I feel much better now, acclimatized at nearly 5000m I feel twice as good as what I did in China at the same height, no dizziness, no headaches, but still hard work and no accounting for the 50 percent shortage of oxygen in the air. Yes I reach my destination tomorrow, I will leave my tent here already set up and save as much weight as I can, it will be so enjoyable for once not having so much to carry.
The many prayer flags and chortens I see all along this way all serve to appease the spirits and the mountains so as to grant the sherpas safe passage. The flags are printed with holy Buddhist invocations
Ohm mani padmi hum
There is not a single aspect of the eighty-four thousand sections of the Buddha's teachings which is not contained in this six syllable mantra so translation is impossible into western language and thinking.
But for visualization purposes it is described as `The jewel in the lotus`

Purifies Samsaric Realm
Om bliss / pride gods
Ma jealousy /
lust for entertainment jealous gods
Ni passion / desire human
Pe stupidity / prejudice animal
Me poverty /
possessiveness hungry ghost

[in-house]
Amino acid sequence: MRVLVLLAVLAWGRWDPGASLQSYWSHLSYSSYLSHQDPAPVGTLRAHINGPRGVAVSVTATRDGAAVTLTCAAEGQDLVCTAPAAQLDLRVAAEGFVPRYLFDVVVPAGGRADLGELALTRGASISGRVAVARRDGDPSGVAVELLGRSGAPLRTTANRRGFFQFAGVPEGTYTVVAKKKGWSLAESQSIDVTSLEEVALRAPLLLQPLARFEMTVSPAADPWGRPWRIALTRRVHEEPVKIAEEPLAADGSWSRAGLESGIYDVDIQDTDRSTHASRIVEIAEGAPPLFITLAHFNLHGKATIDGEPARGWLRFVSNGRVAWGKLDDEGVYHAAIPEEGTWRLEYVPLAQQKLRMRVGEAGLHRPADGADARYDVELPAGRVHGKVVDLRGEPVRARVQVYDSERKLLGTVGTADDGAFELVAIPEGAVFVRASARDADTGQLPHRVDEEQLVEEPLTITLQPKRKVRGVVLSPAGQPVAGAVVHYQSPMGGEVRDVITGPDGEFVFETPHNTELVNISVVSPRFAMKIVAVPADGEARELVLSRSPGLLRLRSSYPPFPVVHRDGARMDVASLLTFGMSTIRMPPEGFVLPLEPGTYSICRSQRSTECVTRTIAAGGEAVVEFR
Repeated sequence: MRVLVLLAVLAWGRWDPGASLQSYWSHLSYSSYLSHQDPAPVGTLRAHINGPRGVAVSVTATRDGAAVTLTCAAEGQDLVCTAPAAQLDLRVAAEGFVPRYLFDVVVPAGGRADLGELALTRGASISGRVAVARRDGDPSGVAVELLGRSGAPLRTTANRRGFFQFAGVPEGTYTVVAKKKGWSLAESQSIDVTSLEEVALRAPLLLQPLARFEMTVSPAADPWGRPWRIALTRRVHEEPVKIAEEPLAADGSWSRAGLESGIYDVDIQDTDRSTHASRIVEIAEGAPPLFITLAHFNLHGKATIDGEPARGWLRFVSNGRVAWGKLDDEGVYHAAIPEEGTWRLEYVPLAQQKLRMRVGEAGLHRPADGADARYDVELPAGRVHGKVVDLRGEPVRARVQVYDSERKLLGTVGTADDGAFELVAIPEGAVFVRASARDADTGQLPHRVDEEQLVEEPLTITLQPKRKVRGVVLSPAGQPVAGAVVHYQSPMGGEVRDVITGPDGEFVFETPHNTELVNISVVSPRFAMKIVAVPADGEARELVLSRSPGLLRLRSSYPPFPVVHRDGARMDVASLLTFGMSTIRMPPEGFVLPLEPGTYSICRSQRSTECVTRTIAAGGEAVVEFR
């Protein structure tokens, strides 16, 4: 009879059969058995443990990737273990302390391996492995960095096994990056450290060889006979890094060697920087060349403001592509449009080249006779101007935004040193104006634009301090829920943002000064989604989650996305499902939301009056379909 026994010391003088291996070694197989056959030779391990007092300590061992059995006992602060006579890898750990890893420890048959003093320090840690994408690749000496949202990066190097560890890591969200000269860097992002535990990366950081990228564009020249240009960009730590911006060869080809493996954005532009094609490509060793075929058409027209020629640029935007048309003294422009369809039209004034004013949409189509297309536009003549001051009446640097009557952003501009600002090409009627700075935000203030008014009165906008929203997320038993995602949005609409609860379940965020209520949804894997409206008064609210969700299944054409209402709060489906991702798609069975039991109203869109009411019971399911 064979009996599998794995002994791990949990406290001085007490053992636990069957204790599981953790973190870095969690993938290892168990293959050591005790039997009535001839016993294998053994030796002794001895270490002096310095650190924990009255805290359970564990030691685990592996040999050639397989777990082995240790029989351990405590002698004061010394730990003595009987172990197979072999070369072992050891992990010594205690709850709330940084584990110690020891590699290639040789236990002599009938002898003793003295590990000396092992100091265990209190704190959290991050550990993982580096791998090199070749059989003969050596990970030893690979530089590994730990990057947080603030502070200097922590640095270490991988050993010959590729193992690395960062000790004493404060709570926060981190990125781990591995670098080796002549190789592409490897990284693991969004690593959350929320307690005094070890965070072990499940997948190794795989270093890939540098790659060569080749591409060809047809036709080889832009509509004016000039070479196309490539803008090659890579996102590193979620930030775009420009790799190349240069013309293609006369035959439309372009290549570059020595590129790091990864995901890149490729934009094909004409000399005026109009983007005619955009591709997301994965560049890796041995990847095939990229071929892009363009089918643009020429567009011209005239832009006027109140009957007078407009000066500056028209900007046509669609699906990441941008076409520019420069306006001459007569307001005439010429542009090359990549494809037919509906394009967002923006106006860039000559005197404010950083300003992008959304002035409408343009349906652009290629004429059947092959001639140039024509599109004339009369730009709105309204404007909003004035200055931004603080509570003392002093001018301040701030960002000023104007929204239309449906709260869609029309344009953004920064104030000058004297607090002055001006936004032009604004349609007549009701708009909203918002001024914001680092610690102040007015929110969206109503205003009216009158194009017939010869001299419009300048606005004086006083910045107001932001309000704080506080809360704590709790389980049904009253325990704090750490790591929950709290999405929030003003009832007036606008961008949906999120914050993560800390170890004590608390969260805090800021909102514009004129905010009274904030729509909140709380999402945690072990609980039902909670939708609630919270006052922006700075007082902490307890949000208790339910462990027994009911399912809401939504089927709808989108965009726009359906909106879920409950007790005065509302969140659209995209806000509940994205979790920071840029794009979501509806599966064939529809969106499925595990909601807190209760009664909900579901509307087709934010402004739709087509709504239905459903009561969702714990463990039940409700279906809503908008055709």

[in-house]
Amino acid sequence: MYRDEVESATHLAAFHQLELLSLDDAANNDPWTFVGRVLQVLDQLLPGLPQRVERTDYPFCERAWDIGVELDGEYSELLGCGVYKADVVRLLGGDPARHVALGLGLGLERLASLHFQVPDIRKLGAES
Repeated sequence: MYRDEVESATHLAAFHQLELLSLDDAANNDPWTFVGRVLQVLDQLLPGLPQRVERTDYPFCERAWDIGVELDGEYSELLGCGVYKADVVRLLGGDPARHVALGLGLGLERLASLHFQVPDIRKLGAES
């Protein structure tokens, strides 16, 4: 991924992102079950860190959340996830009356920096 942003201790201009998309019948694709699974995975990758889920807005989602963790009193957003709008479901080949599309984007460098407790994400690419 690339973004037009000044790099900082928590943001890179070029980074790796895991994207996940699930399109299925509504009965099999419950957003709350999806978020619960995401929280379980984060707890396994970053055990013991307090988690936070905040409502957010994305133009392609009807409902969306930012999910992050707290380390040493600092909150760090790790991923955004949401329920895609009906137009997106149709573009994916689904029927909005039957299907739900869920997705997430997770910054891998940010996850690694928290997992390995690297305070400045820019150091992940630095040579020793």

Hung aggression / hatred hell

Often there is a winged horse printed on the flags which are sacred creatures to the Sherpas and are believed to carry the prayers heavenly with great speed. The Sherpa term for prayer flags is `lung taa` which means winged horse.

Labouche-Kallar Pattar Day 8

-8 inside my tent this morning my watch reads 6.30 I quickly get up to put on my layers before I get too cold, a blast of icy air takes my breath away as I unzip myself out into the world once more, but it was a different sort of cold that I had experienced any where else, a very dry cold, there was no moisture in the air at all and your lips cracked very easily, you can understand now the leathery complexion to all these Tibetans and Nepalese.